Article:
Ian took a deep breath, his long, homely face hardening slightly. “Have ye, then?” The thin layer of pleasantry spread over the occasion vanished suddenly, like morning dew.
I could feel Jamie beside me, tensing slightly as he prepared to defend his nephew as best he might.
“He’s a good lad, Ian,” he said.
“Is he, so?” It was Jenny who answered, her fine black brows drawn down in a frown. “Ye couldna tell, the way he acts at home. But perhaps he’s different wi’ you, Jamie.” There was a strong note of accusation in her words, and I felt Jamie tense at my side.
“It’s kind of ye to speak up for the lad, Jamie,” Ian put in, with a cool nod in his brother-in-law’s direction. “But I think we’d best hear from Young Ian himself, if ye please. Will he be upstairs?”
A muscle near Jamie’s mouth twitched, but he answered noncommittally. “In the scullery, I expect; he wanted to tidy himself a bit before seein’ ye.” His right hand slid down and pressed against my leg in warning. He hadn’t mentioned meeting Janet, and I understood; she had been sent away with her siblings, so that Jenny and Ian could deal with the matters of my appearance and their prodigal son in some privacy, but had crept back unbeknownst to her parents, wanting either to catch a glimpse of her notorious aunt Claire, or to offer succor to her brother.
I lowered my eyelids, indicating that I understood. No point in mentioning the girl’s presence, in a situation already so fraught with tension.
The sound of feet and the regular thump of Ian’s wooden leg sounded in the uncarpeted passage. Ian had left the room in the direction of the scullery; now he returned, grimly ushering Young Ian before him.
The prodigal was as presentable as soap, water, and razor could make him. His bony jaws were reddened with scraping and the hair on his neck was clotted in wet spikes, most of the dust beaten from his coat, and the round neck of his shirt neatly buttoned to the collarbone. There was little to be done about the singed half of his head, but the other side was neatly combed. He had no stock, and there was a large rip in the leg of his breeks, but all things considered, he looked as well as someone could who expects momentarily to be shot.
“Mam,” he said, ducking his head awkwardly in his mother’s direction.
“Ian,” she said softly, and he looked up at her, clearly startled at the gentleness of her tone. A slight smile curved her lips as she saw his face. “I’m glad you’re safe home, mo chridhe,” she said.
The boy’s face cleared abruptly, as though he had just heard the reprieve read to the firing squad. Then he caught a glimpse of his father’s face, and stiffened. He swallowed hard, and bent his head again, staring hard at the floorboards.
“Mmphm,” Ian said. He sounded sternly Scotch; much more like the Reverend Campbell than the easygoing man I had known before. “Now then, I want to hear what ye’ve got to say for yourself, laddie.”
“Oh. Well…I…” Young Ian trailed off miserably, then cleared his throat and had another try. “Well…nothing, really, Father,” he murmured.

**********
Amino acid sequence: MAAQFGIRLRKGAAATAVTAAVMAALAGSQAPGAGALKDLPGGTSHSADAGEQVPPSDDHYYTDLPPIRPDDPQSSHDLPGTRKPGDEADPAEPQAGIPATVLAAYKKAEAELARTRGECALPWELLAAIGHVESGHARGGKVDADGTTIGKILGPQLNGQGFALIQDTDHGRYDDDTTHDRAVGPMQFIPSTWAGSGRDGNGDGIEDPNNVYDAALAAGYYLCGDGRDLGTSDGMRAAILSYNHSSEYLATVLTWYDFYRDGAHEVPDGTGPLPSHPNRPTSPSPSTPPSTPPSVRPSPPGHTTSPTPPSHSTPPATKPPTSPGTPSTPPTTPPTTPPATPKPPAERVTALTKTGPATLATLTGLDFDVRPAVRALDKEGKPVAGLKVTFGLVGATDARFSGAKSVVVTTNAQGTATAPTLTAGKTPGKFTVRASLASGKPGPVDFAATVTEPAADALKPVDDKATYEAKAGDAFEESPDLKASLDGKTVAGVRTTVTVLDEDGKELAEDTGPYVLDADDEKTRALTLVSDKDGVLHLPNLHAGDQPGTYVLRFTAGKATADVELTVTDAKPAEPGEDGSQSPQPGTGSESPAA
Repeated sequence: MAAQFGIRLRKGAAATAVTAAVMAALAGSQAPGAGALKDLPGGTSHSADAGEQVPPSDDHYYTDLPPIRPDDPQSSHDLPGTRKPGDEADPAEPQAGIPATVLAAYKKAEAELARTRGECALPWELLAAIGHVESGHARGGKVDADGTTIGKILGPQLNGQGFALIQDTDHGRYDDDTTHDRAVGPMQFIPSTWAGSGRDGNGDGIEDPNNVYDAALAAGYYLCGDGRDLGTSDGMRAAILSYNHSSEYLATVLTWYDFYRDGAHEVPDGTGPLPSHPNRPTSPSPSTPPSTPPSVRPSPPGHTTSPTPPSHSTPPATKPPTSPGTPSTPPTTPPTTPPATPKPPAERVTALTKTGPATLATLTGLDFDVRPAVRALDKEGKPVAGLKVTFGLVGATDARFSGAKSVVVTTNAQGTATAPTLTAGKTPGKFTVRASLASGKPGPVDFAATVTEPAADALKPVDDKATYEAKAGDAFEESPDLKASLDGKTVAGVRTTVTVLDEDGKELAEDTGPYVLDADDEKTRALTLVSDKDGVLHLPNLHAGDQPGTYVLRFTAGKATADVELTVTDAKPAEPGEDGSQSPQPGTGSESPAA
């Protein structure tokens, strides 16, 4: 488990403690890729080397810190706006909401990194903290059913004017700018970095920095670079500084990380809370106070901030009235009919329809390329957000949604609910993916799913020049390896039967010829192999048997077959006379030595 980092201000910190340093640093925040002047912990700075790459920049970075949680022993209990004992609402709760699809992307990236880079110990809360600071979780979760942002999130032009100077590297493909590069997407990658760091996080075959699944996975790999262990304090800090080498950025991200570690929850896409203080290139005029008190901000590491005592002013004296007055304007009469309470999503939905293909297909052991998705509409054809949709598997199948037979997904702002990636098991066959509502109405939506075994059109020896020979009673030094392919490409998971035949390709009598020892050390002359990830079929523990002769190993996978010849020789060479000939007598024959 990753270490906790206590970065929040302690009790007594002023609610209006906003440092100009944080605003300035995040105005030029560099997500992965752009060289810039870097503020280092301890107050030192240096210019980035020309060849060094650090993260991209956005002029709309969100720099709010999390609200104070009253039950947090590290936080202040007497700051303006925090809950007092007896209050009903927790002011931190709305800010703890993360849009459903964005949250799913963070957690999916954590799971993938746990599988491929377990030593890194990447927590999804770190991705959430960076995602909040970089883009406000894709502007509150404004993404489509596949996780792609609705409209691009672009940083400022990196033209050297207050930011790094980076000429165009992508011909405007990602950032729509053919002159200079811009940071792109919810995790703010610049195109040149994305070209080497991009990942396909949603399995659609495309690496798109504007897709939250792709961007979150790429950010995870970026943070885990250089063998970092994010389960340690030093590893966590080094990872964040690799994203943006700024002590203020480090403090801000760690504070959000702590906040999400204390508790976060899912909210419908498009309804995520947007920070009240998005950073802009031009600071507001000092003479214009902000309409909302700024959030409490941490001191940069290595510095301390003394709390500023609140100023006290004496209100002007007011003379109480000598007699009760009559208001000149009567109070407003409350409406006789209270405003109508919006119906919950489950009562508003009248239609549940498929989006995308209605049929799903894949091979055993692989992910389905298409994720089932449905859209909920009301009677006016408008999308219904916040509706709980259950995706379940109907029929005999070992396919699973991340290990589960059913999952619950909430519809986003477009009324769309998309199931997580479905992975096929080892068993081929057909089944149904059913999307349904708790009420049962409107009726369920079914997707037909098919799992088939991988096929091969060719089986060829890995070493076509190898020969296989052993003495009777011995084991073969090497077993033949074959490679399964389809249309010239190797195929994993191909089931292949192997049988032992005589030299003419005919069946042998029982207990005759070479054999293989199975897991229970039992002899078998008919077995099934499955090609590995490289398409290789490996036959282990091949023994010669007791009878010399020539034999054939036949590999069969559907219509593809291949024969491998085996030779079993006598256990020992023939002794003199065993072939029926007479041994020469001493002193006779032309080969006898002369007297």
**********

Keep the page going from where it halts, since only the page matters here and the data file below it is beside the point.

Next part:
“Look at me!” Ian said sharply. His son reluctantly raised his head and looked at his father, but his gaze kept flicking away, as though afraid to rest very long on the stern countenance before him.
“D’ye ken what ye did to your mother?” Ian demanded. “Disappeared and left her thinkin’ ye dead or hurt? Gone off without a word, and not a smell of ye for three days, until Joe Fraser brought down the letter ye left? Can ye even think what those three days were like for her?”
Either Ian’s expression or his words seemed to have a strong effect on his errant offspring; Young Ian bowed his head again, eyes fixed on the floor.
“Aye, well, I thought Joe would bring the letter sooner,” he muttered.
“Aye, that letter!” Ian’s face was growing more flushed as he talked.
“‘Gone to Edinburgh,’ it said, cool as dammit.” He slapped a hand flat on the table, with a smack that made everyone jump. “Gone to Edinburgh! Not a ‘by your leave,’ not an ‘I’ll send word,’ not a thing but ‘Dear Mother, I have gone to Edinburgh. Ian’!”
Young Ian’s head snapped up, eyes bright with anger.
“That’s not true! I said ‘Don’t worry for me,’ and I said ‘Love, Ian’! I did! Did I no, Mother?” For the first time, he looked at Jenny, appealing.
She had been still as a stone since her husband began to talk, her face smooth and blank. Now her eyes softened, and the hint of a curve touched her wide, full mouth again.
“Ye did, Ian,” she said softly. “It was kind to say—but I did worry, aye?”
His eyes fell, and I could see the oversized Adam’s apple bobble in his lean throat as he swallowed.
“I’m sorry, Mam,” he said, so low I could scarcely hear him. “I—I didna mean…” his words trailed off, ending in a small shrug.
Jenny made an impulsive movement, as though to extend a hand to him, but Ian caught her eye, and she let the hand fall to her lap.
“The thing is,” Ian said, speaking slowly and precisely, “it’s no the first time, is it, Ian?”
The boy didn’t answer, but made a small twitching movement that might have been assent. Ian took a step closer to his son. Close as they were in height, the differences between them were obvious. Ian was tall and lanky, but firmly muscled for all that, and a powerful man, wooden leg or no. By comparison, his son seemed almost frail, fledgling-boned and gawky.